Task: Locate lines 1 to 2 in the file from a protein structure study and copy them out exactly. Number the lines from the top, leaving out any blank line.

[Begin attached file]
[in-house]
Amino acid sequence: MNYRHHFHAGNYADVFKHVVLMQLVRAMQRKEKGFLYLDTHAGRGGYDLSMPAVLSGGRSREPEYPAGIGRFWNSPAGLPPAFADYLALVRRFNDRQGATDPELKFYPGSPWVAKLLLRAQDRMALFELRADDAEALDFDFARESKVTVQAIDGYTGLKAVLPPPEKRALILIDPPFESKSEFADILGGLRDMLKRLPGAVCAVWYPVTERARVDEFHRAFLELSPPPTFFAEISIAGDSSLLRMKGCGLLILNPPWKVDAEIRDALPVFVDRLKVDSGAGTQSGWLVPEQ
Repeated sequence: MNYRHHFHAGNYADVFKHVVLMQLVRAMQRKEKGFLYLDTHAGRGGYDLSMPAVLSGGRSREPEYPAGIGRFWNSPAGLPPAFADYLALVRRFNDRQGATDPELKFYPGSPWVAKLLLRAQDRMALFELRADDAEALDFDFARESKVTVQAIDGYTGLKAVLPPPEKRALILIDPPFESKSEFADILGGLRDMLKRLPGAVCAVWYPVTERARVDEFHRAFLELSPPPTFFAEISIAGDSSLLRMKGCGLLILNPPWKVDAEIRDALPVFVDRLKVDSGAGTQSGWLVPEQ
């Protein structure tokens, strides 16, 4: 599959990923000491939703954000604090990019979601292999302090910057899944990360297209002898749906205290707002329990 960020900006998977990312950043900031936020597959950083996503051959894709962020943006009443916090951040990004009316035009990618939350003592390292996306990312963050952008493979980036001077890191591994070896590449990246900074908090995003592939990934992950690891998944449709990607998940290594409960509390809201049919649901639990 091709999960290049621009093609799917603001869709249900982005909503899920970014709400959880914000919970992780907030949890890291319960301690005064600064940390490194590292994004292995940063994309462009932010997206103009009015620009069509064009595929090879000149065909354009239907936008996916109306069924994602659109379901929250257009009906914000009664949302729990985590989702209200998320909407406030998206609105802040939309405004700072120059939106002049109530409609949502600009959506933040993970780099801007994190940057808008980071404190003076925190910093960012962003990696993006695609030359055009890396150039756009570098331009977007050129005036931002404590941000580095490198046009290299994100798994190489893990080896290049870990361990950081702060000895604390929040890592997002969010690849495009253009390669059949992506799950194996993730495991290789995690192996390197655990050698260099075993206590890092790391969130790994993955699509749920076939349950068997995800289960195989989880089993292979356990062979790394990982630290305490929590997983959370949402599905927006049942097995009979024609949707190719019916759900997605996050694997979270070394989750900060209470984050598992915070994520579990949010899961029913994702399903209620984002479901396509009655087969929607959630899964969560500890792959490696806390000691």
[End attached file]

[in-house]
Amino acid sequence: MNYRHHFHAGNYADVFKHVVLMQLVRAMQRKEKGFLYLDTHAGRGGYDLSMPAVLSGGRSREPEYPAGIGRFWNSPAGLPPAFADYLALVRRFNDRQGATDPELKFYPGSPWVAKLLLRAQDRMALFELRADDAEALDFDFARESKVTVQAIDGYTGLKAVLPPPEKRALILIDPPFESKSEFADILGGLRDMLKRLPGAVCAVWYPVTERARVDEFHRAFLELSPPPTFFAEISIAGDSSLLRMKGCGLLILNPPWKVDAEIRDALPVFVDRLKVDSGAGTQSGWLVPEQ